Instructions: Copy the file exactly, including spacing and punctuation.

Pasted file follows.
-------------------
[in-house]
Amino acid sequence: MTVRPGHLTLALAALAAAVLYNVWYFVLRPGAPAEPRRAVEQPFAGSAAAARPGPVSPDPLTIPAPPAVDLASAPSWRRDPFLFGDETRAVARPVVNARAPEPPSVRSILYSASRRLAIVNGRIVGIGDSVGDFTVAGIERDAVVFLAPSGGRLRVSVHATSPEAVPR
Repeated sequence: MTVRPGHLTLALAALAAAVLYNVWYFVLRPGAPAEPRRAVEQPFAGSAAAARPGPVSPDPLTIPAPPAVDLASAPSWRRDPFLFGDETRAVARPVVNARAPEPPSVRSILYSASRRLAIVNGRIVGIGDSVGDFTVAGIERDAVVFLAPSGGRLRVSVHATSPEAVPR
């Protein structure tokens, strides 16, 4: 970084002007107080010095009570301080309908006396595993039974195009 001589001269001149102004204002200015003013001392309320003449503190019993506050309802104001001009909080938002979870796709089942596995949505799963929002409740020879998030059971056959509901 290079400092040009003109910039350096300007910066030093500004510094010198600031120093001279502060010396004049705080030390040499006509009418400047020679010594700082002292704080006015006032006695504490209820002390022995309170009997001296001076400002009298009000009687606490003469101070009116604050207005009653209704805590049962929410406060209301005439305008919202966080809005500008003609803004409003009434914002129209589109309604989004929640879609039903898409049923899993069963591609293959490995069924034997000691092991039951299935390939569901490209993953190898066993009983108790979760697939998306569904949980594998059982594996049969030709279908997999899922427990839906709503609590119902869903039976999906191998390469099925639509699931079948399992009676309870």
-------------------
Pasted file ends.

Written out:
[in-house]
Amino acid sequence: MTVRPGHLTLALAALAAAVLYNVWYFVLRPGAPAEPRRAVEQPFAGSAAAARPGPVSPDPLTIPAPPAVDLASAPSWRRDPFLFGDETRAVARPVVNARAPEPPSVRSILYSASRRLAIVNGRIVGIGDSVGDFTVAGIERDAVVFLAPSGGRLRVSVHATSPEAVPR
Repeated sequence: MTVRPGHLTLALAALAAAVLYNVWYFVLRPGAPAEPRRAVEQPFAGSAAAARPGPVSPDPLTIPAPPAVDLASAPSWRRDPFLFGDETRAVARPVVNARAPEPPSVRSILYSASRRLAIVNGRIVGIGDSVGDFTVAGIERDAVVFLAPSGGRLRVSVHATSPEAVPR
């Protein structure tokens, strides 16, 4: 970084002007107080010095009570301080309908006396595993039974195009 001589001269001149102004204002200015003013001392309320003449503190019993506050309802104001001009909080938002979870796709089942596995949505799963929002409740020879998030059971056959509901 290079400092040009003109910039350096300007910066030093500004510094010198600031120093001279502060010396004049705080030390040499006509009418400047020679010594700082002292704080006015006032006695504490209820002390022995309170009997001296001076400002009298009000009687606490003469101070009116604050207005009653209704805590049962929410406060209301005439305008919202966080809005500008003609803004409003009434914002129209589109309604989004929640879609039903898409049923899993069963591609293959490995069924034997000691092991039951299935390939569901490209993953190898066993009983108790979760697939998306569904949980594998059982594996049969030709279908997999899922427990839906709503609590119902869903039976999906191998390469099925639509699931079948399992009676309870």